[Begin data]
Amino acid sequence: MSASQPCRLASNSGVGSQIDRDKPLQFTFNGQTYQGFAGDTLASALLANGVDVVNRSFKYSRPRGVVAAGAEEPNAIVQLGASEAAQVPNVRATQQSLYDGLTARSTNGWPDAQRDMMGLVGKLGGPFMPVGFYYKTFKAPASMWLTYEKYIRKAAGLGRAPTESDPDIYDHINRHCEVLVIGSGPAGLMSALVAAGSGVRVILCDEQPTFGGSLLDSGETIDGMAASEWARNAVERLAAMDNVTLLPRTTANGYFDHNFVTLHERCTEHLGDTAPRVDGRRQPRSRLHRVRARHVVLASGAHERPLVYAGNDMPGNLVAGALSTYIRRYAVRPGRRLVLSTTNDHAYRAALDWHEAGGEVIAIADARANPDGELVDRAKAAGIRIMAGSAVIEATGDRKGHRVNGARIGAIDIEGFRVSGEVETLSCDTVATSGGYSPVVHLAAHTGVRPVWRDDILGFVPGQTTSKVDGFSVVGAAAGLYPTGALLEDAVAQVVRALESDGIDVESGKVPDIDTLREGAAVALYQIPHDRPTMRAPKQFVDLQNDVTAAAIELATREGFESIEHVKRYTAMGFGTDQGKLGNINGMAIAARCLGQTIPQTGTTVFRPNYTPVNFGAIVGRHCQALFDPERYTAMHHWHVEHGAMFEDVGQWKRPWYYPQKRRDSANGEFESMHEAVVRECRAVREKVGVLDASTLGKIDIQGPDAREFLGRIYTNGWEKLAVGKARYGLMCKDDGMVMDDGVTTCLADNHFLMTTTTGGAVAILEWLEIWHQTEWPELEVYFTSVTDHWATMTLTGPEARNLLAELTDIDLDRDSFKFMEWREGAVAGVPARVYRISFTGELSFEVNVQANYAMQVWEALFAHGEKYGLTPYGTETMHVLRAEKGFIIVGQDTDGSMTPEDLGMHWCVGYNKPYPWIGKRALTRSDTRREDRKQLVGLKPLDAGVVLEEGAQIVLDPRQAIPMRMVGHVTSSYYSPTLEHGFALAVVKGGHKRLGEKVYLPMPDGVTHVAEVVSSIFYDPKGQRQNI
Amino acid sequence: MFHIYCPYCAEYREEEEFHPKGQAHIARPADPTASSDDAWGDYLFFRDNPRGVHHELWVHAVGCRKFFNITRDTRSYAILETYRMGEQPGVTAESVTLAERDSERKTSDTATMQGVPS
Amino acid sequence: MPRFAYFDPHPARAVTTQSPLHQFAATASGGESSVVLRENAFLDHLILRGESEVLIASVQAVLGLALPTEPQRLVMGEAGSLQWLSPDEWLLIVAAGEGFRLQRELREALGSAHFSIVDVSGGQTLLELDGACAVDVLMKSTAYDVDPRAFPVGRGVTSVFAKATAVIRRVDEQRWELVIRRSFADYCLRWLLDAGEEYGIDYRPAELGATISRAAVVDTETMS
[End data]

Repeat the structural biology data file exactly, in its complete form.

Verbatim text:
Amino acid sequence: MSASQPCRLASNSGVGSQIDRDKPLQFTFNGQTYQGFAGDTLASALLANGVDVVNRSFKYSRPRGVVAAGAEEPNAIVQLGASEAAQVPNVRATQQSLYDGLTARSTNGWPDAQRDMMGLVGKLGGPFMPVGFYYKTFKAPASMWLTYEKYIRKAAGLGRAPTESDPDIYDHINRHCEVLVIGSGPAGLMSALVAAGSGVRVILCDEQPTFGGSLLDSGETIDGMAASEWARNAVERLAAMDNVTLLPRTTANGYFDHNFVTLHERCTEHLGDTAPRVDGRRQPRSRLHRVRARHVVLASGAHERPLVYAGNDMPGNLVAGALSTYIRRYAVRPGRRLVLSTTNDHAYRAALDWHEAGGEVIAIADARANPDGELVDRAKAAGIRIMAGSAVIEATGDRKGHRVNGARIGAIDIEGFRVSGEVETLSCDTVATSGGYSPVVHLAAHTGVRPVWRDDILGFVPGQTTSKVDGFSVVGAAAGLYPTGALLEDAVAQVVRALESDGIDVESGKVPDIDTLREGAAVALYQIPHDRPTMRAPKQFVDLQNDVTAAAIELATREGFESIEHVKRYTAMGFGTDQGKLGNINGMAIAARCLGQTIPQTGTTVFRPNYTPVNFGAIVGRHCQALFDPERYTAMHHWHVEHGAMFEDVGQWKRPWYYPQKRRDSANGEFESMHEAVVRECRAVREKVGVLDASTLGKIDIQGPDAREFLGRIYTNGWEKLAVGKARYGLMCKDDGMVMDDGVTTCLADNHFLMTTTTGGAVAILEWLEIWHQTEWPELEVYFTSVTDHWATMTLTGPEARNLLAELTDIDLDRDSFKFMEWREGAVAGVPARVYRISFTGELSFEVNVQANYAMQVWEALFAHGEKYGLTPYGTETMHVLRAEKGFIIVGQDTDGSMTPEDLGMHWCVGYNKPYPWIGKRALTRSDTRREDRKQLVGLKPLDAGVVLEEGAQIVLDPRQAIPMRMVGHVTSSYYSPTLEHGFALAVVKGGHKRLGEKVYLPMPDGVTHVAEVVSSIFYDPKGQRQNI
Amino acid sequence: MFHIYCPYCAEYREEEEFHPKGQAHIARPADPTASSDDAWGDYLFFRDNPRGVHHELWVHAVGCRKFFNITRDTRSYAILETYRMGEQPGVTAESVTLAERDSERKTSDTATMQGVPS
Amino acid sequence: MPRFAYFDPHPARAVTTQSPLHQFAATASGGESSVVLRENAFLDHLILRGESEVLIASVQAVLGLALPTEPQRLVMGEAGSLQWLSPDEWLLIVAAGEGFRLQRELREALGSAHFSIVDVSGGQTLLELDGACAVDVLMKSTAYDVDPRAFPVGRGVTSVFAKATAVIRRVDEQRWELVIRRSFADYCLRWLLDAGEEYGIDYRPAELGATISRAAVVDTETMS